Children with food allergies may be smaller and lighter

In a study published in Pediatric Allergy and Immunology on Line (June 2010) Dr Antoine Deschildre and colleagues at Jeanne de Flandre Hospital in Lille, France, assessed 96 four-year-old children with confirmed food allergies. Each was matched with another child the same age and sex but free of food allergies.

When they looked at the children's weight-for-age and height-for-age the average figures in the food allergy group tended to be lower, although still normal.

Nine children with food allergies had a weight-for-age score that was more than two standard deviations below the median, or midpoint, for their age and sex - compared with none of the allergy-free children. Similarly, seven food-allergic children had a height-for-age score that was two standard deviations below the median, versus two allergy-free children.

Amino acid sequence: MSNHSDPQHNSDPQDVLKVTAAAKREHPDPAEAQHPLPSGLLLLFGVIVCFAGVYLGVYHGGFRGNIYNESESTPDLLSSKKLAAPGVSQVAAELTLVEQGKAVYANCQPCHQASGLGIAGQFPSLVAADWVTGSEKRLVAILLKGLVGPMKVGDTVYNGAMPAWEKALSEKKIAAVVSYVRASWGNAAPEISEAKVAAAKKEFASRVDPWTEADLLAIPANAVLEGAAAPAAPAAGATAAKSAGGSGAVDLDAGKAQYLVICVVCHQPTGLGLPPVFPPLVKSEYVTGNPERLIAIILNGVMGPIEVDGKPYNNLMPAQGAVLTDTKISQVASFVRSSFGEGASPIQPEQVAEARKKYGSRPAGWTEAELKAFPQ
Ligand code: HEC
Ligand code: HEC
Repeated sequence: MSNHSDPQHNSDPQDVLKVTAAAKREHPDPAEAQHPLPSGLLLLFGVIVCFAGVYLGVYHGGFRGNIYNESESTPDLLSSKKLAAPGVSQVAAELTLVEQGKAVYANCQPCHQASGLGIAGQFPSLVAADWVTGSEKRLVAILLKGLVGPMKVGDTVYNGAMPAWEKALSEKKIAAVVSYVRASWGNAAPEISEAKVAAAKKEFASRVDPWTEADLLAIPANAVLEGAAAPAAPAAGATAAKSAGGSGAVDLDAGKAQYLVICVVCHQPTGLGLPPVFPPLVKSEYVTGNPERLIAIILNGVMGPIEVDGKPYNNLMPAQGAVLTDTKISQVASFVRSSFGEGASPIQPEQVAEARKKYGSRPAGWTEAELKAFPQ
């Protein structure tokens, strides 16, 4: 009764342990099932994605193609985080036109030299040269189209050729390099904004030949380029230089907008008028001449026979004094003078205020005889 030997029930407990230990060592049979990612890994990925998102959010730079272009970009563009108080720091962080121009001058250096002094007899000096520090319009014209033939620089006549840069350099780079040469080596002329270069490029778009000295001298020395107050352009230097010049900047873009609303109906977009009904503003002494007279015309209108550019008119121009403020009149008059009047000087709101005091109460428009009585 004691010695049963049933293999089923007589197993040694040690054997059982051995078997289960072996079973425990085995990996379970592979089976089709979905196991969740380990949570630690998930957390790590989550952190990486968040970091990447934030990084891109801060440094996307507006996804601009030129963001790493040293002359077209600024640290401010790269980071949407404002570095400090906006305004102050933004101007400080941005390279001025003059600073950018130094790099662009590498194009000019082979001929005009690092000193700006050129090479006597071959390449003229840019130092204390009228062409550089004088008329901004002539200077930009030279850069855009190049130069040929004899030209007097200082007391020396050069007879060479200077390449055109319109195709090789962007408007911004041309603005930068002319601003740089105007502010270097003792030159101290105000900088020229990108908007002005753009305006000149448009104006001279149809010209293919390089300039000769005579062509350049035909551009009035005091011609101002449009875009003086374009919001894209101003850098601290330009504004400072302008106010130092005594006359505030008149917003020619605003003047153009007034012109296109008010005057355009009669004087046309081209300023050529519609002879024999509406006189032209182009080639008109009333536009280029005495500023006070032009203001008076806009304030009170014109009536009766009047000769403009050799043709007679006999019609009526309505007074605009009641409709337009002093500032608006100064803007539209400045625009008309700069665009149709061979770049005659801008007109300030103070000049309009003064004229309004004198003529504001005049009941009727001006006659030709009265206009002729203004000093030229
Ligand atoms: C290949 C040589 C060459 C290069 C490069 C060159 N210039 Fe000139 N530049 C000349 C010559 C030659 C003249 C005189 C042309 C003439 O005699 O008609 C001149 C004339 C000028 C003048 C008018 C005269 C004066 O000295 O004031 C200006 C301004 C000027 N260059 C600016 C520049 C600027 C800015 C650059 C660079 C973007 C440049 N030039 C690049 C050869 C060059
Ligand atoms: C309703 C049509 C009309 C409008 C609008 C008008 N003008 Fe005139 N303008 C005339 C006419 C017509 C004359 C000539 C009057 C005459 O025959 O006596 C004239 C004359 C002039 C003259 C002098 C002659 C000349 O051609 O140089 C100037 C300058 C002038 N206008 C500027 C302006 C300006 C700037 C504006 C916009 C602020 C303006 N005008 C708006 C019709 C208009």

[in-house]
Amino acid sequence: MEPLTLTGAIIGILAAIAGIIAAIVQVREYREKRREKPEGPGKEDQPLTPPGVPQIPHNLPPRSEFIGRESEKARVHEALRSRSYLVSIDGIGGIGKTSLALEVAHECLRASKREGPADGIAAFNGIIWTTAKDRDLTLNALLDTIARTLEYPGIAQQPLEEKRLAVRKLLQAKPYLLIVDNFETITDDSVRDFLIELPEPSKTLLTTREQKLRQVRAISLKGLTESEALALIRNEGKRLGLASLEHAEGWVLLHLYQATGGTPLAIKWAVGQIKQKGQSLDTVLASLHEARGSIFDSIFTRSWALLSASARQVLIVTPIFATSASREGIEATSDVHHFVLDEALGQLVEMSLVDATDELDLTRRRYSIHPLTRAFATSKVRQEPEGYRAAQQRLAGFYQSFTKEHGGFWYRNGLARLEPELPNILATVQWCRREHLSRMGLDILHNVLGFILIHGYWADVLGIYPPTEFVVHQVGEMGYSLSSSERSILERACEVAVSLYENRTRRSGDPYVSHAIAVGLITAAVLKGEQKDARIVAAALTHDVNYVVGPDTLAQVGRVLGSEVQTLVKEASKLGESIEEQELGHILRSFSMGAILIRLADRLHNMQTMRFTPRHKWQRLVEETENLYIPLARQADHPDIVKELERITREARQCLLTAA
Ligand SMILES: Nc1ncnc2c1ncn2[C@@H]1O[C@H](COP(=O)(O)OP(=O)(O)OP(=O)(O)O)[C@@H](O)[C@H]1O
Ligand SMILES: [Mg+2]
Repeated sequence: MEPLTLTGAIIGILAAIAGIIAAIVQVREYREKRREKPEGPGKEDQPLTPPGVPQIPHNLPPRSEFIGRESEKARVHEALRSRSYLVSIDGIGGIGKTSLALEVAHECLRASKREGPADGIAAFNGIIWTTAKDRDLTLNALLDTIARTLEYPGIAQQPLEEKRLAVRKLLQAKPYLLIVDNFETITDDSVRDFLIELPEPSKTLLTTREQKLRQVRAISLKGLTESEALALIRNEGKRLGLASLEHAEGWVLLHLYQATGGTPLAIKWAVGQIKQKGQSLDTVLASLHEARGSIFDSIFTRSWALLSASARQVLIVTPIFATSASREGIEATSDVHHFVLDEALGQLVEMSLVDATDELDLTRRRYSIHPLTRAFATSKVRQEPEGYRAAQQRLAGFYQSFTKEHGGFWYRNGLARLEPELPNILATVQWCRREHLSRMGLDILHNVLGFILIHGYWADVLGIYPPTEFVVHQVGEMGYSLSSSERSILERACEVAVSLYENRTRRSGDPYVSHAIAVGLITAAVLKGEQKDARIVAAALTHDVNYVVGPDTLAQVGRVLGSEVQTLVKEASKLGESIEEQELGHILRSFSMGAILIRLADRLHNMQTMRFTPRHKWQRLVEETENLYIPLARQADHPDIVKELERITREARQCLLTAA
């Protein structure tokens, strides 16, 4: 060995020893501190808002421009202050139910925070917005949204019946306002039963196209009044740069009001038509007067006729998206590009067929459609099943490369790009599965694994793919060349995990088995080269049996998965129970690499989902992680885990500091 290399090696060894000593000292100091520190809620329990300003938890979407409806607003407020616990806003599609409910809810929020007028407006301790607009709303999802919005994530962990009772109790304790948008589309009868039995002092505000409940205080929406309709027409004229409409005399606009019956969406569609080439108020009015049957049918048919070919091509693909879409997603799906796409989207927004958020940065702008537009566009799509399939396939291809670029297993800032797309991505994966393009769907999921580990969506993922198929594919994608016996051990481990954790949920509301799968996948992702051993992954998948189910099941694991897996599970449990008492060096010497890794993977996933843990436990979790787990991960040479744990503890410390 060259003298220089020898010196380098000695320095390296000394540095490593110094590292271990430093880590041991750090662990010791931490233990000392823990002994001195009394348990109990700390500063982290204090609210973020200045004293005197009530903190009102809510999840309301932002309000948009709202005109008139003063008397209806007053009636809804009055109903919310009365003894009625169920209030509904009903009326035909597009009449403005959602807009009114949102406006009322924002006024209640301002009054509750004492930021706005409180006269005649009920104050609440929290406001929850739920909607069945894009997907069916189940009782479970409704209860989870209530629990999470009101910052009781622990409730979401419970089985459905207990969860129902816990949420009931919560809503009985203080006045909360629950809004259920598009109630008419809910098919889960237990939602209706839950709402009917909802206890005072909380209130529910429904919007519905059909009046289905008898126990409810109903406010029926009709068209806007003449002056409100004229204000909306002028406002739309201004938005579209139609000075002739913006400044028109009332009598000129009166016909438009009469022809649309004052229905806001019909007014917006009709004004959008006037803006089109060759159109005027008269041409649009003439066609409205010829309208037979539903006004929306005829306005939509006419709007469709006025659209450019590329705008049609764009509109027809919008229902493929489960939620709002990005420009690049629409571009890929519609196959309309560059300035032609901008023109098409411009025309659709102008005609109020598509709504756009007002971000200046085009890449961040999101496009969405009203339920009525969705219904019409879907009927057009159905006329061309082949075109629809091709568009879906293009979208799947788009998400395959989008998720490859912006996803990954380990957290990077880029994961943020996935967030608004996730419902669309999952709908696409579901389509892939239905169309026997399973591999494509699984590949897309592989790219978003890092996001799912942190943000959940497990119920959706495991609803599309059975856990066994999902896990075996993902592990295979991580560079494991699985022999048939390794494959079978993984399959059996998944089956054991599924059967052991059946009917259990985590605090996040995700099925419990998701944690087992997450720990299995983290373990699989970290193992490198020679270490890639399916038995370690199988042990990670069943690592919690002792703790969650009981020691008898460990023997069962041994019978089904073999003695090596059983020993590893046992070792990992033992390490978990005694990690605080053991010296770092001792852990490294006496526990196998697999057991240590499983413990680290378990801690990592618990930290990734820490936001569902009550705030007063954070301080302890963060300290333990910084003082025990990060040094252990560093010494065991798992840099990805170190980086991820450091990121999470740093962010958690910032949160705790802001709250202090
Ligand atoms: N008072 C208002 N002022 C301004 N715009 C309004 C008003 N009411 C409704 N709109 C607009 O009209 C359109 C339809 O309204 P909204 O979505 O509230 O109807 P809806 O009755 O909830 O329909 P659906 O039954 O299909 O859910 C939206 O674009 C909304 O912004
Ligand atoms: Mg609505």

However, there were no significant differences between the two groups as far as calorie, protein and calcium intake. Indeed, children with food allergies tended to get more vitamin A and E than their peers.

The reasons for the differences are not clear although the researchers speculate that persistent intestinal inflammation in children with food allergies may reduce their nutrient absorption although whether that is in fact the case is unknown.

Courtesy of Reuters

First published in July 2010

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